Who’s Driving? Determining Liability in the Age of Autonomous Cars

Self-driving cars, once the stuff of science fiction, are rapidly becoming a reality. While they promise a future of safer roads and less traffic congestion, this exciting new technology also raises complex legal questions. As the number of accidents involving automated cars mounts, the debate around liability is heating up.

Not All Self-Driving Cars Are Created Equal

First, let’s sort out the concept of self-driving cars. For all the publicity that Tesla generates, even the company’s so-called Full Self-Driving (FSD) feature requires active driver supervision. The same goes for Tesla’s most recent headline-grabber, the futuristic-looking Cybertruck. Like its predecessors, it features some level of automation but has yet to be equipped with FSD.

In fact, not even cars with no driver behind the wheel have reached Level 5, the highest level of automation as defined by SAE International. For instance, Waymo’s driverless robotaxis are ubiquitous in cities like San Francisco and Los Angeles. Although considered “fully autonomous,” Waymo’s vehicles are backed by a team on remote standby for high-level guidance if a vehicle finds itself in a novel or ambiguous situation that it isn’t confident about handling on its own.

The driving automation levels break down as follows:

  • Level 2: Assisted Driving (like Tesla’s Autopilot): The driver remains responsible for monitoring the road and intervening when necessary. These systems can provide steering and braking assistance, but the driver must be attentive.
  • Level 3: Conditional Automation: The car can handle some driving tasks in specific conditions, but the driver must be prepared to take over control when prompted.
  • Level 4: High Automation: Level 4 self-driving cars can handle most situations on their own, but unlike Level 3, they can take control if something unexpected happens. While a driver or remote operator can still manually intervene, these vehicles are designed to operate without constant human supervision.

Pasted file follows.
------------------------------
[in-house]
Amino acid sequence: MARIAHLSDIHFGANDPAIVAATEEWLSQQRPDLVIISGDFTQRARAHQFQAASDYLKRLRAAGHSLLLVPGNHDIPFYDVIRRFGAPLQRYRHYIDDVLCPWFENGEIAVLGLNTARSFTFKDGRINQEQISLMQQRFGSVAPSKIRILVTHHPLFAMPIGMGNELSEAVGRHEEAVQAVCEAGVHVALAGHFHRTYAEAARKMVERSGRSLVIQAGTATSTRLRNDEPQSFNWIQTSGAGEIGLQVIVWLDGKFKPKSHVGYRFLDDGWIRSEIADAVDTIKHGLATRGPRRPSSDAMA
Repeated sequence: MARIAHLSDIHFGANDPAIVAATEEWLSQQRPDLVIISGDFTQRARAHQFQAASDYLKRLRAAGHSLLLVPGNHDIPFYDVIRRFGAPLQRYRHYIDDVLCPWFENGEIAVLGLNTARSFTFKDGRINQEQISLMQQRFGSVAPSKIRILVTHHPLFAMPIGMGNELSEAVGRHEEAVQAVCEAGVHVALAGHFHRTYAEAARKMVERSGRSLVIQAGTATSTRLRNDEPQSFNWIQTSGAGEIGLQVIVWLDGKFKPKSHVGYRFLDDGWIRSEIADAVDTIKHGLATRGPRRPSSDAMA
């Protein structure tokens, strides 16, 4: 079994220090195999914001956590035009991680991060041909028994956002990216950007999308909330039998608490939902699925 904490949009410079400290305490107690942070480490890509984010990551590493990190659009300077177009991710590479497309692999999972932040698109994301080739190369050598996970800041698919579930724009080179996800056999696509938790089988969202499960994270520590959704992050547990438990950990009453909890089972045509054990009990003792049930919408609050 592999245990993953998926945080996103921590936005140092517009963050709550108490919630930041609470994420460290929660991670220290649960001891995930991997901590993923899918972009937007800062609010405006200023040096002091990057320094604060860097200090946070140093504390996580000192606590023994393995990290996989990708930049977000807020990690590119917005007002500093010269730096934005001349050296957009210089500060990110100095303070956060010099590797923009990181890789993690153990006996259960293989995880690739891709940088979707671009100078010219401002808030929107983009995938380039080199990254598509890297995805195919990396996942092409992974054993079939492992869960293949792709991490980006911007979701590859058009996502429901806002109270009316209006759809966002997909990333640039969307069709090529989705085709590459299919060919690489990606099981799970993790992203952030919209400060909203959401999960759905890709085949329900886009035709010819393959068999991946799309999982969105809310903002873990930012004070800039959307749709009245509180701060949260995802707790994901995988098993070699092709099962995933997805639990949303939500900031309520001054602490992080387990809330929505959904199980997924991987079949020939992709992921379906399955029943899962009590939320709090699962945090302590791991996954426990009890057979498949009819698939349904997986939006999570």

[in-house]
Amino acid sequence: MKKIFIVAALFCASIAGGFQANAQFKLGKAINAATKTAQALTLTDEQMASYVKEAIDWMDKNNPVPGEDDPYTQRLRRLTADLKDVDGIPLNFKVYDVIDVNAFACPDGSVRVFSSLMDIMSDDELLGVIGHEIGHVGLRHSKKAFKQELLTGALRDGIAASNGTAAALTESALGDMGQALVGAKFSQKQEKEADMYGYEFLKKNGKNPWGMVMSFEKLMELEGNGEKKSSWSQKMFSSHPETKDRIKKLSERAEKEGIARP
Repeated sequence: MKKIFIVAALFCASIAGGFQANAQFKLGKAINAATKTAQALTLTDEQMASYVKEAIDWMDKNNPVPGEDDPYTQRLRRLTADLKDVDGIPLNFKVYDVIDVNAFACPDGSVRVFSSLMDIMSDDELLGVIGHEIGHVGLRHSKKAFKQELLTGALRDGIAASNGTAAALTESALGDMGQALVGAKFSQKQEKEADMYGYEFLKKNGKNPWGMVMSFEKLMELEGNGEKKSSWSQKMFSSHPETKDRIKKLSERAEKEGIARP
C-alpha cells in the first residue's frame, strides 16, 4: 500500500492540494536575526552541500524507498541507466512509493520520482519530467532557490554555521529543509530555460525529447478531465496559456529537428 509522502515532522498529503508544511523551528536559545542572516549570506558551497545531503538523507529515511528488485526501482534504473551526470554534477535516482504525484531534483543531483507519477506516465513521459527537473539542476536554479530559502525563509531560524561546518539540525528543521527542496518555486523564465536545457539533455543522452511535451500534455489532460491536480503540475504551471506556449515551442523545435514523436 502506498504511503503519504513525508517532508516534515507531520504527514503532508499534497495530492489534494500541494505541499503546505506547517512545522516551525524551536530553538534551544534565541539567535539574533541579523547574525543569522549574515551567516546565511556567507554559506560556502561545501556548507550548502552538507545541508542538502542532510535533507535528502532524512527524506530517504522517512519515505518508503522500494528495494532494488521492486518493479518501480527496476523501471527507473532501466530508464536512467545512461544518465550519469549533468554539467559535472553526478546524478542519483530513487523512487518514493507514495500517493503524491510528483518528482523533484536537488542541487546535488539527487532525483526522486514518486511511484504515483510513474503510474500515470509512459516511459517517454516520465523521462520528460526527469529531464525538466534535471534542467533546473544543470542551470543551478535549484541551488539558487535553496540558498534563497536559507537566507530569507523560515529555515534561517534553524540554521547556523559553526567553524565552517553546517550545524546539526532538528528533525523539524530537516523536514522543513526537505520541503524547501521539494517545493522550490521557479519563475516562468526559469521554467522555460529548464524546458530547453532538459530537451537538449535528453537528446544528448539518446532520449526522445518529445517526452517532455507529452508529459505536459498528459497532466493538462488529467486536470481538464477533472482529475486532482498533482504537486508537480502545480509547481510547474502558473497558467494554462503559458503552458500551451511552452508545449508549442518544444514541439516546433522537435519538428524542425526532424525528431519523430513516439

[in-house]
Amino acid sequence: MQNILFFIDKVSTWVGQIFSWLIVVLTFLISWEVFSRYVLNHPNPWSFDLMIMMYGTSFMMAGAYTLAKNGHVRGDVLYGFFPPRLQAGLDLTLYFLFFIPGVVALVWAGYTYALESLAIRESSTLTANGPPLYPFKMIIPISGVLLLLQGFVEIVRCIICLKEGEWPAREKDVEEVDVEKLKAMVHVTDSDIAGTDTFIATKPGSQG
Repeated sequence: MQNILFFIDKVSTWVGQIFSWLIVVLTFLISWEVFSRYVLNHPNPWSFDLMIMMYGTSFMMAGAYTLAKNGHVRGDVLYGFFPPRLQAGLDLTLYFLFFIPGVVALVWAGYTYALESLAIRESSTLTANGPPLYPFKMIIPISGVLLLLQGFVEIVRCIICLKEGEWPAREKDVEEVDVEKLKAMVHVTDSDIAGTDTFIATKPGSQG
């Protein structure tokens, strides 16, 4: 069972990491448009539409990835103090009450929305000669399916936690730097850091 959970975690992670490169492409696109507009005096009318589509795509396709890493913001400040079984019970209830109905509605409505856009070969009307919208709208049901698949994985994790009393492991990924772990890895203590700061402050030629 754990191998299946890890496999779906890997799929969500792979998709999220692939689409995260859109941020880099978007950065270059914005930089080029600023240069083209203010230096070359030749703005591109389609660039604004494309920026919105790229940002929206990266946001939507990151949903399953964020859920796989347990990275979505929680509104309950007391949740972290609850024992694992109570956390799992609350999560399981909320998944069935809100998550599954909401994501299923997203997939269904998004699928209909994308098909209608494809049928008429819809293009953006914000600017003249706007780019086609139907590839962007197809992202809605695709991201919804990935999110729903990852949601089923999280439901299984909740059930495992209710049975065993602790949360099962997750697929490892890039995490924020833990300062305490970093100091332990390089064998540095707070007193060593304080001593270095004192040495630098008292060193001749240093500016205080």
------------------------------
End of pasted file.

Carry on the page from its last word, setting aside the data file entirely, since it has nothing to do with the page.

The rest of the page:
• Level 5: Full Automation: The car is completely self-driving, with no human intervention required. These are still in development and not yet commercially available.

Accidents Showcase Issues

The promise of driverless technology has been far from problem-free. On Oct. 2, 2023, a Cruise robotaxi struck a woman crossing a street in San Francisco, leaving her in serious condition. The woman had initially been hit by a person driving another vehicle, which flung her into the path of the robotaxi. While the Cruise vehicle came to a stop after the collision, it then moved to the side, dragging the pinned woman 20 feet. NPR reports Cruise, a driverless car startup, is now facing fines, investigations, and an uncertain future.

Then, in January of 2024, a Waymo robotaxi had a close call with a moped. In that case, the error was due to a remote human operator overseeing the vehicle. According to Waymo, the remote operator missed the red light and instructed the vehicle to proceed through the intersection. Fortunately, the car’s sensors detected the oncoming moped, and the automated braking system prevented a collision.

Promises vs. Reality

Cruise and Waymo point to millions of driverless miles driven without fatalities, suggesting their technology improves road safety. However, NPR reports San Francisco residents have reported numerous close calls and malfunctions involving these robotaxis. Local news footage shows self-driving cars confused in residential areas, obstructing construction zones, and even disobeying traffic signals.